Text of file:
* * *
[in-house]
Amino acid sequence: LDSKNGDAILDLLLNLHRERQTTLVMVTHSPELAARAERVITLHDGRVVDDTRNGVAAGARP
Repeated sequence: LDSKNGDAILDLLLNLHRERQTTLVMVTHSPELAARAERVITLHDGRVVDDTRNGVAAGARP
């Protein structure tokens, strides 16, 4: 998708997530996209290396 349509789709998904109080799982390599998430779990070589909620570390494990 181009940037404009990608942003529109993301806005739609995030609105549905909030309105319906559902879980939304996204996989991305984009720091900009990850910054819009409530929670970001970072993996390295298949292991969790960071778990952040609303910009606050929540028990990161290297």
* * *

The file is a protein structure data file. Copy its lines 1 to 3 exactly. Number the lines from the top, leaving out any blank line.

[in-house]
Amino acid sequence: LDSKNGDAILDLLLNLHRERQTTLVMVTHSPELAARAERVITLHDGRVVDDTRNGVAAGARP
Repeated sequence: LDSKNGDAILDLLLNLHRERQTTLVMVTHSPELAARAERVITLHDGRVVDDTRNGVAAGARP